The Worst Areas for Air Pollution in the UK
By: Ella Patenall
Last updated: 22 May 2017
40 million British citizens are living in areas where air pollution is reaching illegal levels and is continually posing a dangerous risk to our health. To be precise, an alarming 59% of the population are living in areas where nitrogen dioxide levels are breaching the recommended amount of 40 microgrammes per cubic metre of air. Four out of five of nitrogen oxides come from diesel and petrol cars, the rest comes from factories.
As a result, on the 20th July 2016, the UK government approved the fifth carbon budget which requires emission to fall 57% below 1990 levels by 2032.
With the impending elections, it has never been more critical that politicians include environmental policies in their manifestos and it doesn’t get thrown to the side-lines.
Click4Reg finds that the UK was one of the European countries alongside Germany, France and Spain that was served with a stark warning from the European Commission over persistently breaching harmful levels of Nitrogen dioxide.
The UK has breached limits in 16 areas, including towns/cities:
- Greater Manchester
- The Potteries – Staffordshire
- Greater London
Photo credit: ssuaphotos/Shutterstock
The worst areas for air pollution in London:
- City of London
- Kensington and Chelsea
If the UK does not meet targets, it could receive heavy fines. However, it is unclear how these fines would be implemented, now that the UK will soon begin the process to leave the EU.
Liberal Democrat MEP Cathering Bearder commented on the matter:
“The government may say we are not bound by the European courts anymore, and therefore we don’t need to do anything. But people are dying daily and the government has a duty to look after its citizens. In or out, we still need clean air.”
Photo credit: Brian Minkoff/Shutterstock
In France, citizens have been offered €10,000 to switch their diesel car to a more environmentally friendly electric or hybrid car, in a bid to reduce nitrogen dioxide levels. The incentive is working as 100,000 French citizens have made the switch.
It used to be commonly believed that diesel cars are better for the environment, due to their lower levels of carbon emissions and people were openly encouraged to buy diesel cars. In fact, the Labour government cut fuel duty on diesel vehicles in 2001 and the number of diesel cars on the roads has increased sharply, which as been met with controversy ever since.
In the years since, growing awareness of the dangers of diesel have come to light. Diesel cars produce dangerous levels of nitrogen oxide; which can be highly problematic for those with respiratory issues, seniors and children whose lungs are more vulnerable to harmful emissions. Moreover, road transport emissions make up 25% of UK greenhouse gas emissions. The UK Government therefore decided to ban all petrol and diesel vehicles from 2040.
Photo credit: Robert Hoetink/Shutterstock
The UK Committee on Climate Change recommended a target of 60% of new car and van sales be hybrid or Electronic by 2030. However, such cars are substantially more expensive and are unaffordable for many Brits.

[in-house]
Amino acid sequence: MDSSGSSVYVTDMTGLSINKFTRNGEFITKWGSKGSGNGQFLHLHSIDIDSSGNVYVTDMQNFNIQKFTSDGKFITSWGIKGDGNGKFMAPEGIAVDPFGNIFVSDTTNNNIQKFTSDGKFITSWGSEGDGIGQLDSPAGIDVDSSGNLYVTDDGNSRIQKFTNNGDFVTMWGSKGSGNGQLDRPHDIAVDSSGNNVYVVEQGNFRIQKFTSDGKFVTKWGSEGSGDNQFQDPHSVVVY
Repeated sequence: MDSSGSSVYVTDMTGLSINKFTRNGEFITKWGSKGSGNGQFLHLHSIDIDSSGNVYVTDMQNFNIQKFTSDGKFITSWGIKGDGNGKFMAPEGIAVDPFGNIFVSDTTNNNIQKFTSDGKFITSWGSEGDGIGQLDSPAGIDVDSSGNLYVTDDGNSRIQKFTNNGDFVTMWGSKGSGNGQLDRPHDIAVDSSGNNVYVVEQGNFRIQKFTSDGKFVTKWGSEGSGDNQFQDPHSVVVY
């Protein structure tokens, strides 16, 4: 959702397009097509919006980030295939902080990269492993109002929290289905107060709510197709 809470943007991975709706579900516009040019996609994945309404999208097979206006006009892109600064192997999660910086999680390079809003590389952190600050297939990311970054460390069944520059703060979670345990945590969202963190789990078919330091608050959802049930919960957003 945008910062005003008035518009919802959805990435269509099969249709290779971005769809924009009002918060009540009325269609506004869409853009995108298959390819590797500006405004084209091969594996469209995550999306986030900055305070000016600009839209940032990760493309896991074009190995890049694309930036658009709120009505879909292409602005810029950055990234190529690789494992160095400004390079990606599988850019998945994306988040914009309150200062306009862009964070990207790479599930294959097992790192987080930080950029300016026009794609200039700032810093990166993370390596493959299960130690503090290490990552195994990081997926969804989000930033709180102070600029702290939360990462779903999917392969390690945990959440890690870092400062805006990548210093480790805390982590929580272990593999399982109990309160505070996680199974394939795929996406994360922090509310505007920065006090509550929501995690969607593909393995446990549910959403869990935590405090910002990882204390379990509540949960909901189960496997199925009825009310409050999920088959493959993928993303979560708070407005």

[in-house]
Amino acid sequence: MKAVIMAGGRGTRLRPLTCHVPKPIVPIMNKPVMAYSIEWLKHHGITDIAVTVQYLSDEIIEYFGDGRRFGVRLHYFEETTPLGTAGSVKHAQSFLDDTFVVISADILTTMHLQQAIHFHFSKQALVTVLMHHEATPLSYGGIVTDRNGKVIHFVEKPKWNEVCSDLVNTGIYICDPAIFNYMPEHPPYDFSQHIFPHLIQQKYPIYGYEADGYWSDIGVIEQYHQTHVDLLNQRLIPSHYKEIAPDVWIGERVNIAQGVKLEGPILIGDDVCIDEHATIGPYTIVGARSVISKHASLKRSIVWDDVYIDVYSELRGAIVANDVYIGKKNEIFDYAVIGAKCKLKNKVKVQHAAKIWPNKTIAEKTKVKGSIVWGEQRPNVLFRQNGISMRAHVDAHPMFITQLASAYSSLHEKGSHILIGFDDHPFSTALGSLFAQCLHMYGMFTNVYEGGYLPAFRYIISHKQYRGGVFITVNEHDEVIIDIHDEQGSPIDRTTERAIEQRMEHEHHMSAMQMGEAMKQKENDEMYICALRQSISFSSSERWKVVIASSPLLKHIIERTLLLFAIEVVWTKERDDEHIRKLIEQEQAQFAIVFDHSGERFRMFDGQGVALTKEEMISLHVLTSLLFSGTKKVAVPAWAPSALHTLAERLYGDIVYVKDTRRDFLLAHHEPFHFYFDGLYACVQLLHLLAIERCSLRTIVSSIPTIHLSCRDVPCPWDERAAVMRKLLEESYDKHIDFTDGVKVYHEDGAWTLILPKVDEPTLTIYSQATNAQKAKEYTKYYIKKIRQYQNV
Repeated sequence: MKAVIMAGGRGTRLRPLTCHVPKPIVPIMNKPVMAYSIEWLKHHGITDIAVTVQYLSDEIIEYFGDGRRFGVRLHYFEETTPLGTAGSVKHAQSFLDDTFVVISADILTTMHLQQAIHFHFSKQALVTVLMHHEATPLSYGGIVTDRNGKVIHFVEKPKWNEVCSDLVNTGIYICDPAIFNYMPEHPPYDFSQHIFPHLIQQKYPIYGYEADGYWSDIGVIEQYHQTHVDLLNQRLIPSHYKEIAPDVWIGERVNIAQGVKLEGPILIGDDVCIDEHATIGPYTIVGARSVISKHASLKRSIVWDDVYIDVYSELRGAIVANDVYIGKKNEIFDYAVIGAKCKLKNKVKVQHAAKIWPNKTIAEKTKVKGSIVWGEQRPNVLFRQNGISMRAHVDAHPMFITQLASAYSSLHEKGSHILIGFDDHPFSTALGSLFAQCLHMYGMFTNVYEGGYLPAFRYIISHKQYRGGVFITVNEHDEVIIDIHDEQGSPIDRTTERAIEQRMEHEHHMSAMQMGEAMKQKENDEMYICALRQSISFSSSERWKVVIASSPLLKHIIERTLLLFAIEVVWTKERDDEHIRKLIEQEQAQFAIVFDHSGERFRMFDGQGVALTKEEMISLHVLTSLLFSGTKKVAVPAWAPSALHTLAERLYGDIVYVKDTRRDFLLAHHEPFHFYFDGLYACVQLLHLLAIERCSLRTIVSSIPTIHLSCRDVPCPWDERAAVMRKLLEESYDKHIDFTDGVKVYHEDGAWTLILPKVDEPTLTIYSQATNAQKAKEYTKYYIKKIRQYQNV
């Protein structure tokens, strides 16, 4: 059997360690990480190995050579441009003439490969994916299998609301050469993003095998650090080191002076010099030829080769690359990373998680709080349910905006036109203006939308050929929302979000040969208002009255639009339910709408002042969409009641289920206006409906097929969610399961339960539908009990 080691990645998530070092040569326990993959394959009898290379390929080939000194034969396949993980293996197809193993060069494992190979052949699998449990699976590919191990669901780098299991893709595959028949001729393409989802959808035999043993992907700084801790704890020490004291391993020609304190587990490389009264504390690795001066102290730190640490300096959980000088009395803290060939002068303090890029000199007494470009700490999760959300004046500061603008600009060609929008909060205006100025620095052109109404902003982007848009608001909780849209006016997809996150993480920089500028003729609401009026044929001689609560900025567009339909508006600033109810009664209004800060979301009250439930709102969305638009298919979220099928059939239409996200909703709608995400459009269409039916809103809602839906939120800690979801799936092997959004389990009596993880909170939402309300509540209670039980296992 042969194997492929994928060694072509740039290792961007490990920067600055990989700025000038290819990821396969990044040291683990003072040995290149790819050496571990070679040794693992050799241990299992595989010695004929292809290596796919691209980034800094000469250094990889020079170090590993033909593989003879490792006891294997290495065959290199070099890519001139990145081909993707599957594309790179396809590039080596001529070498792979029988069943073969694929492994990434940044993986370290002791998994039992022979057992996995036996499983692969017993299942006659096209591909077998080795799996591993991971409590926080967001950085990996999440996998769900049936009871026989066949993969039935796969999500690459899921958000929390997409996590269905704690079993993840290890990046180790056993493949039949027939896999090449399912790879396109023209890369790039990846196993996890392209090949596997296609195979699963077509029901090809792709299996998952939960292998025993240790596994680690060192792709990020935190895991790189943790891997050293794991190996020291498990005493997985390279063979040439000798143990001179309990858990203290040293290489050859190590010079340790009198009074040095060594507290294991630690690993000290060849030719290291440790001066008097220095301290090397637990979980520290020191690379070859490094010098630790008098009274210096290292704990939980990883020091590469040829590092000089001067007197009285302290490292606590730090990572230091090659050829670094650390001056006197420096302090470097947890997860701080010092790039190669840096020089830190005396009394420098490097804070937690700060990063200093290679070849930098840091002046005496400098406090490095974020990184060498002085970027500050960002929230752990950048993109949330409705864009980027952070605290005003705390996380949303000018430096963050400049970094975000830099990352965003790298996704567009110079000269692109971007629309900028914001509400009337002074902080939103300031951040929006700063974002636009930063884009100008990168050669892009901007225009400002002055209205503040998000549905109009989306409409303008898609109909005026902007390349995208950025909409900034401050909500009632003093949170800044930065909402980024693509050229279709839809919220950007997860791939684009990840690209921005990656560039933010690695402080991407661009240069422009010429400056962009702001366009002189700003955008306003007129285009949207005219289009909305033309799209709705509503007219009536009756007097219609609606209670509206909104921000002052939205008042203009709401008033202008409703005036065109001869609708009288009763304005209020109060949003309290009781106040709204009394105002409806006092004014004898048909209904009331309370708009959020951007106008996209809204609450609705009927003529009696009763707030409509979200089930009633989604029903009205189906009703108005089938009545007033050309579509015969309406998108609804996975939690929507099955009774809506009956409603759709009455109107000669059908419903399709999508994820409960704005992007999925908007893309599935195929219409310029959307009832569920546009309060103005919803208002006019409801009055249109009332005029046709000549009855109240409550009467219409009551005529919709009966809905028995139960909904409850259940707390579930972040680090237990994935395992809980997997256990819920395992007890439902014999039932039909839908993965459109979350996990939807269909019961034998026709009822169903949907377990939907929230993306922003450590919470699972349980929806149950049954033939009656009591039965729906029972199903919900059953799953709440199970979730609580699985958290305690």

The UK Emissions Reduction Plan, released in March 2017, laid out some recommendations for the government.
It stated that the government could consider lowering road taxes and removing the VAT on low carbon vehicles for a period, to incentivise people to make the switch and adopt cars that are better for the environment.
According to a WHO report published last year, 27 of the highest carbon towns/cities in the UK may be required to introduce diesel charges to diesel drivers to encourage them to switch and to create clean air zones. Among the highest areas are London, Birmingham, Leeds, Nottingham, Derby and Southampton. However, this idea has been met with much criticism including that from Theresa May:
“We will take some final decisions but I’m very conscious of the fact that past Governments have encouraged people to buy diesel cars…we need to take that into account when we are looking at what we do in the future”.
Photo credit: chrisdorney/Shutterstock
Climate change and lowering carbon levels featured in the manifestos from the Labour, Conservative, Liberal Democrat and Green Party for the upcoming elections.
Labour intends to continue trying to meet climate change targets and transitioning to a low carbon economy. They will “introduce a new Clean Air Act to deal with the Conservative legacy of illegal air quality.”
Similarly, the Liberal Democrats want to pass a Green Transport Act which will tackle diesel cars.
The Green party, whose environmental focus is central to their campaign state that they will expand the mandatory clean air zone network to more than the 16 areas mentioned by introducing a ‘Clean Air Act’ and increasing air pollution monitoring.
Co-leader Caroline Lucas stated the current government is ‘trying its best to shirk its responsibilities on air pollution’.
She has also criticised the rather short environmental section of the Conservative manifesto, describing it as an “absolute car crash for the environment. There is one paltry mention of the air pollution crisis, and no mention of the jaw-dropping cost reductions in renewable energy.”
It has become clear that the UK must act quickly and efficiently in addressing the dire levels of air pollution that are harming many British citizens. We can only hope that whoever gets voted into parliament prioritises protecting our environment using a multi-faceted approach now and into the future.
Feature image credit: ssuaphotos / Shutterstock